3. This is a great post. I have often thought about what I would do in the situation and I have determined that I just don't know. I know what I THINK I would do but until I get there I really can't say. IF does a lot of crazy things to your mind and I just never know when I might change it. Good Luck with whatever decision you make. Im sure it will be right NO MATTER WHAT.

  4. Great post - it would be a crazy hard decision -one that I have not been faced with yet since we either never had extras or they did not make it to freeze. The only thing that matters is that you and your dh are comfortable with the decisions that are made.

  5. This is truly a great subject to post. Even though I have stage IV endo and my re strongly suggested that I go straight to ivf- my dh and I opted to try and beat the odds with iui for precisely this reason. We only want 1 more child and did not want to have to dispose of any of our embryos. We are very pro-life. We are currently in our 1st cycle praying for a miracle.

  6. Do you read the Times entirely and daily or do you have a news alerts there You are my numero uno NYT fert source. ;-) Love it! Come to think it, maybe I should get a google IVF news alert. That would feed my monster quite well.

  7. My head seriously snapped at your RE's comment. I know this is a grey area for anyone--right up there with selective reduction. I understand that for him/her that its just "business" but as you said, those 6 budding babies represent hope.

    We have a friend who had to undergo 3 IVF's before having their son, and who had 3 embryo's left. They only wanted 1 child EVER, but they decided that they couldn't destroy them, adopt them or donate them. So they tried one more time w/all 3. Guess, what they are still only the parents of one.

    So I say keep stocking the library for as long as you want. It is not up to the RE to make any decisions regarding your family for you!

  8. That is a hard question to answer, and I hope you both find peace with whatever you decide. Personally, knowing from hard experience that an embryo does not equal a baby, I think your doctor's comment was out of line. If my eggs were of a good enough quality to freeze, I'd think that having some embryos on ice would be a huge relief from the ticking-clock-of-doom stress that we're all dealing with.

    Whatever you decide, it'll be well thought through, and it'll be the right decision. Sorry your doc is making it harder than it needs to be.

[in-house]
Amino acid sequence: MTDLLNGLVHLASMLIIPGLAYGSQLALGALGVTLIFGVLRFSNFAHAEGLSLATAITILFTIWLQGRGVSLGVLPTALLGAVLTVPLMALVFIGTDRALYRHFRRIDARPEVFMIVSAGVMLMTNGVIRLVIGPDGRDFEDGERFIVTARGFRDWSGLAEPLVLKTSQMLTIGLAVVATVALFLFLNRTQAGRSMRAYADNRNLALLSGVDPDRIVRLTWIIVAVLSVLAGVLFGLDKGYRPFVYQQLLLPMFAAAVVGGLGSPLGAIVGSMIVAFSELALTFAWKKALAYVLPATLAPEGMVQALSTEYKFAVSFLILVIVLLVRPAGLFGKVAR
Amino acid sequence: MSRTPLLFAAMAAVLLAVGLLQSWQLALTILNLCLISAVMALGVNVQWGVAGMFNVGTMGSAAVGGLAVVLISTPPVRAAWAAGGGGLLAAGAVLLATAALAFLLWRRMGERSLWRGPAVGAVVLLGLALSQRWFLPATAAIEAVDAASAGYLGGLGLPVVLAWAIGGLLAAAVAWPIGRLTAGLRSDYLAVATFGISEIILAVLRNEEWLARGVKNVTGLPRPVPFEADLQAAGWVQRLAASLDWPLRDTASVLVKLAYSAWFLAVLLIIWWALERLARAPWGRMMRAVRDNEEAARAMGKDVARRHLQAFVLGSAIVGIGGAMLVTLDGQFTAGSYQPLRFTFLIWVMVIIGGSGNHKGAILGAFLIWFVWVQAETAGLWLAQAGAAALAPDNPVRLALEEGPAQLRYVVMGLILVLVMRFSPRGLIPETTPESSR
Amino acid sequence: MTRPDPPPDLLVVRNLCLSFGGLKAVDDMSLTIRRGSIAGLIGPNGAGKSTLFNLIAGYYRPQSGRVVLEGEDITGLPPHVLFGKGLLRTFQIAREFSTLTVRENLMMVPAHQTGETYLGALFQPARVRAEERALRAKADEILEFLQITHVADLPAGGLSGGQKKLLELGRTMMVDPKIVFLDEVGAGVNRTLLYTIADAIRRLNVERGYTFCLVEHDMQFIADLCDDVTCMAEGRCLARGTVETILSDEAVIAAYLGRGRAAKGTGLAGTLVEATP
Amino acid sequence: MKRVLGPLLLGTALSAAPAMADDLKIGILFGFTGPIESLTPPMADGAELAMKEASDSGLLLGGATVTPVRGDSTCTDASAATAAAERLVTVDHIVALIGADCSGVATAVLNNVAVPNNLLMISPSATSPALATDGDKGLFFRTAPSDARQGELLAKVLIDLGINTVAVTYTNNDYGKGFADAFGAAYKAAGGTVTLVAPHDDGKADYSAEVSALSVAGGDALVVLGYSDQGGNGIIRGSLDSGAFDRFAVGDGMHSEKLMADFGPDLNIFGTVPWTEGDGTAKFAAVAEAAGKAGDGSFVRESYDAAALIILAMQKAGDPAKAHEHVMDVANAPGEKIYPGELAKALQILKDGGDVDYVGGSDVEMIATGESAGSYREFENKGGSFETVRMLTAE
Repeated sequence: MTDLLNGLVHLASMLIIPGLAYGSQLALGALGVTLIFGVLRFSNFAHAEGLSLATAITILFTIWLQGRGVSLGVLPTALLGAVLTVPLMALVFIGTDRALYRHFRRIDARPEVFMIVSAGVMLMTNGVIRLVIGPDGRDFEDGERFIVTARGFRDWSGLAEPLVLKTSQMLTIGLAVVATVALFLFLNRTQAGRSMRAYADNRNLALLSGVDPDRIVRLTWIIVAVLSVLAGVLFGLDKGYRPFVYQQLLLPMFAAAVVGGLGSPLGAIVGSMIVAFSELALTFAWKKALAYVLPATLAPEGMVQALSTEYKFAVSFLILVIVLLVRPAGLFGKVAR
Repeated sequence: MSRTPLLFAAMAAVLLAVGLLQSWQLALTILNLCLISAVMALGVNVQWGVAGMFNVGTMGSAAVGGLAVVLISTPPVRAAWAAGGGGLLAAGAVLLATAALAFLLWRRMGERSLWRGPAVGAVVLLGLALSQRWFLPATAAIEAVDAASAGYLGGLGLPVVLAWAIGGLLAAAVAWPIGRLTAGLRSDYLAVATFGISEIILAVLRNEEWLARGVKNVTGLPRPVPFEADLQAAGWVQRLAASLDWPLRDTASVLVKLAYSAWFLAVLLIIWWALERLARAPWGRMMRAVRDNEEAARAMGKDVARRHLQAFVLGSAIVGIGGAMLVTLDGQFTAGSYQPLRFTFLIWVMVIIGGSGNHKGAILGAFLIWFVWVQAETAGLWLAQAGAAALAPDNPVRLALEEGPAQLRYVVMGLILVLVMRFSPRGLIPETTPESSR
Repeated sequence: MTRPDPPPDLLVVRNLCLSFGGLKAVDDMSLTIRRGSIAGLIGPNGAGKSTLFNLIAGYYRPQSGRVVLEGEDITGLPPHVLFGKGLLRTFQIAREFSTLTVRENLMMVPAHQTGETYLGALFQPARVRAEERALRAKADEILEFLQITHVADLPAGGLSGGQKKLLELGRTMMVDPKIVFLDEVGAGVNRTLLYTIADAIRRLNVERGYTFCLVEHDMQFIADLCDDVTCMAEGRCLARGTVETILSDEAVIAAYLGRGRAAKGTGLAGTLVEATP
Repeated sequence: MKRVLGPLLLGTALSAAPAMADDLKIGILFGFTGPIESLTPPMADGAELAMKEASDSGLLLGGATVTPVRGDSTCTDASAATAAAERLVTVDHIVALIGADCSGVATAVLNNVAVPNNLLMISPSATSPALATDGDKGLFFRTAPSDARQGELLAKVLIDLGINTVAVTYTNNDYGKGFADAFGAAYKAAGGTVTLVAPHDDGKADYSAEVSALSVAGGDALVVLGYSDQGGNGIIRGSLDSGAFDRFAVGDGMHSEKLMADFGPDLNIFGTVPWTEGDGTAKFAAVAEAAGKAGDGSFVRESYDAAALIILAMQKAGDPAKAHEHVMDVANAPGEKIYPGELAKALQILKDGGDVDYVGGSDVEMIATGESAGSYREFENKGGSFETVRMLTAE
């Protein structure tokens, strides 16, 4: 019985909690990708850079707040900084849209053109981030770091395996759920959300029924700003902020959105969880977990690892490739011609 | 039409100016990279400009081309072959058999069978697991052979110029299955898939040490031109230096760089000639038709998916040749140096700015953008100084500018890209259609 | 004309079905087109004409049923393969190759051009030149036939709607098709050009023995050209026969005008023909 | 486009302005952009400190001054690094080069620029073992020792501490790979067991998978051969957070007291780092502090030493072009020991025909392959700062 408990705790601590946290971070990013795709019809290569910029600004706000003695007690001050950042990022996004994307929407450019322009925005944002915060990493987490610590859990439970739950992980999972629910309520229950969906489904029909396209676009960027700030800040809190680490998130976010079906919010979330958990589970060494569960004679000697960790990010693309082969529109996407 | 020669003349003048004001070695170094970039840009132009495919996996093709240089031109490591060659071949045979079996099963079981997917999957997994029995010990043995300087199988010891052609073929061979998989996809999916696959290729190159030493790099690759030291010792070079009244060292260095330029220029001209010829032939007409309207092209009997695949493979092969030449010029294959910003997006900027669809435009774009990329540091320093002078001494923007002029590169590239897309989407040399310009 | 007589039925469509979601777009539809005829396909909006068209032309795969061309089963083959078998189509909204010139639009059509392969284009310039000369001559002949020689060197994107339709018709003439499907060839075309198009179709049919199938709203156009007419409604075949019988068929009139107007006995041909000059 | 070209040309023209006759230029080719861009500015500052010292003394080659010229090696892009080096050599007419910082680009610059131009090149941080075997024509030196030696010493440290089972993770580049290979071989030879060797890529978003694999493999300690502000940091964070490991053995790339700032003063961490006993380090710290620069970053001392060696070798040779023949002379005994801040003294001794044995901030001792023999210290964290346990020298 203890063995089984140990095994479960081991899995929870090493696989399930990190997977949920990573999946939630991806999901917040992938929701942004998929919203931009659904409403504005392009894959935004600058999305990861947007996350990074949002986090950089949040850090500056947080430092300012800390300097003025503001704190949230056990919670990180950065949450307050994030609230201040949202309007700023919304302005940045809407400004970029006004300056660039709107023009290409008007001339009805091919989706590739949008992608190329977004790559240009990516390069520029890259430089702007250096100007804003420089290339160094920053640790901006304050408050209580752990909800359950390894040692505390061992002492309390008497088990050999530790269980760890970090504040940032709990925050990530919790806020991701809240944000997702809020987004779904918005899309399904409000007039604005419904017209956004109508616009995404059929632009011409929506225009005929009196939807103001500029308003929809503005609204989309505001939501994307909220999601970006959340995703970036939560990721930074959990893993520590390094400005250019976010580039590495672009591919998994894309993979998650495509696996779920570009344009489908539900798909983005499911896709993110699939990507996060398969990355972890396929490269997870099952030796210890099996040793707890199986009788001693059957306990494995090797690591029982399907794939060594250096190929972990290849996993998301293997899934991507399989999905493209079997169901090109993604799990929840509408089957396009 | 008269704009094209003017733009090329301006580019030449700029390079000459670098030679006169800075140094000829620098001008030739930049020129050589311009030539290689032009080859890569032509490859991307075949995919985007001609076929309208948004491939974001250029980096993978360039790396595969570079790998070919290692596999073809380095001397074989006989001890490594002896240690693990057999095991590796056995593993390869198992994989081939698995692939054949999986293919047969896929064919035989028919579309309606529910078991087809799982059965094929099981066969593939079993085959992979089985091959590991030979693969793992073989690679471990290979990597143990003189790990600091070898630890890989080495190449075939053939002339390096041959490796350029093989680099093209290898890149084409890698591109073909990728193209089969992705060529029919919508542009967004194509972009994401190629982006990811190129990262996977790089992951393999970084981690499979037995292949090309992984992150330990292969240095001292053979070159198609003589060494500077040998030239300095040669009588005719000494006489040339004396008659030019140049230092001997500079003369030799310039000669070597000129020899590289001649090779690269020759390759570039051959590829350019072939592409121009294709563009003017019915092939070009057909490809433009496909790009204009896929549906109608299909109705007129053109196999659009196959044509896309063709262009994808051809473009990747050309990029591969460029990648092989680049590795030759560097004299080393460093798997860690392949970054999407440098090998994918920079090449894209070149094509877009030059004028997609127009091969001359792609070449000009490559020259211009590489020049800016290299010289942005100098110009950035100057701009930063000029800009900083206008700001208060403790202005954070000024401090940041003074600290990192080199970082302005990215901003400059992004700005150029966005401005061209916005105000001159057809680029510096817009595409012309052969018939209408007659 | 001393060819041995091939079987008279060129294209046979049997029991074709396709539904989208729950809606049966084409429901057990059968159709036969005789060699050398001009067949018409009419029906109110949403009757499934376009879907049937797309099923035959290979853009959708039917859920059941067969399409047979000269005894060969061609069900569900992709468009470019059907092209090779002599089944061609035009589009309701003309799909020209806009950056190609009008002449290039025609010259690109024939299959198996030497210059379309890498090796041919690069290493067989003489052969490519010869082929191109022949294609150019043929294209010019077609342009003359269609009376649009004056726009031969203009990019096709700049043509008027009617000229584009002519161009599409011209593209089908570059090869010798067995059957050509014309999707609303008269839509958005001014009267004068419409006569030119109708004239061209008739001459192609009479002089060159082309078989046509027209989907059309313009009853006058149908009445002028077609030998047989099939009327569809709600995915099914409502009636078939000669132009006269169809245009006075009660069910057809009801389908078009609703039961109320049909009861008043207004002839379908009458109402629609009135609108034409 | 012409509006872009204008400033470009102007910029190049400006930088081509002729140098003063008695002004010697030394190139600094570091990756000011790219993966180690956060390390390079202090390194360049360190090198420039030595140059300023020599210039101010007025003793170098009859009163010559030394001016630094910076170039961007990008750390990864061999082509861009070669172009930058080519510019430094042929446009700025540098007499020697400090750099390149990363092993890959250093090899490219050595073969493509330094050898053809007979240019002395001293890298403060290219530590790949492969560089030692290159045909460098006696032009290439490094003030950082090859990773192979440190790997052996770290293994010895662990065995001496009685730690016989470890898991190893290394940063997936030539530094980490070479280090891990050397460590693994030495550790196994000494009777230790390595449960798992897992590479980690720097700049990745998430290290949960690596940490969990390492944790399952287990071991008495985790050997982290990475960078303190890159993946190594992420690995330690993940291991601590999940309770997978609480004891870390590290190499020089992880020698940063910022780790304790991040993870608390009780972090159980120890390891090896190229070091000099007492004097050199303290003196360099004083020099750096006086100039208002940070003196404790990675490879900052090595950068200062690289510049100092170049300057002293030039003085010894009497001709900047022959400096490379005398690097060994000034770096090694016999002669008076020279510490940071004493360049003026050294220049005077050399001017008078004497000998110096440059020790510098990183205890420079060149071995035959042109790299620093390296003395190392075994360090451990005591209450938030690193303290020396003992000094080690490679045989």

9. I think we all wonder about this, but since I had only 1 viable embryo (from a donor cycle!) last time, we didn't have to think about it. I can see why you would want to get your eggs while the getting is good (or at least better) so I totally support your plan to have another fresh cycle before you use the frosties. Good luck, and I hope you end up with a whole passel!

  10. Hmm, I can completely understand what you mean. There's still hope with those embies there.

    And how rude that your doctor would say that!? I think I'd be pretty inclined to use someone else. I agree with your path... with the insurance & the months that could go by...

    Thanks for the post!!

  11. your reasons sound good enough to me. But definitely, it's one thing signing about what fate to give to hypothetical embryos, quite another to be faced with a real life decision.
    so, Mo,. are you triggering tonight?
    you are in my thoughts and my nondenominational prayers. :)

  12. YAY!!! Egg Retrieval is an exciting thing! The FSH makes me tired, so I am looking forward to having the retrieval and having that stuff leave my system. That said... then I'm ready to be tired again from getting pregnant! Maybe?

    Anyway, I hope you get oodles of grade A eggs, and of course a BFP that sticks for the long haul.

  13. This is something that I (also a Catholic IVF sinner) am struggling with. I don't want to destroy any embryos we freeze. but we don't have an endless cash supply to freeze them forever. I figured we would just cross that bridge when we came to it. But my RE had us sign papers saying what we would do with any frozen embryos. We said we would keep them frozen. But maybe adoption of the way to go. I don't think I could have them destroyed. I know I couldn't. In a perfect world we could just end up with a big family. But I don't really see that happening either seeing that my body is so uncooperative. I'll pray for both of us that this all somehow works out.


What do YOU think?

Related Posts with Thumbnails

Popular Posts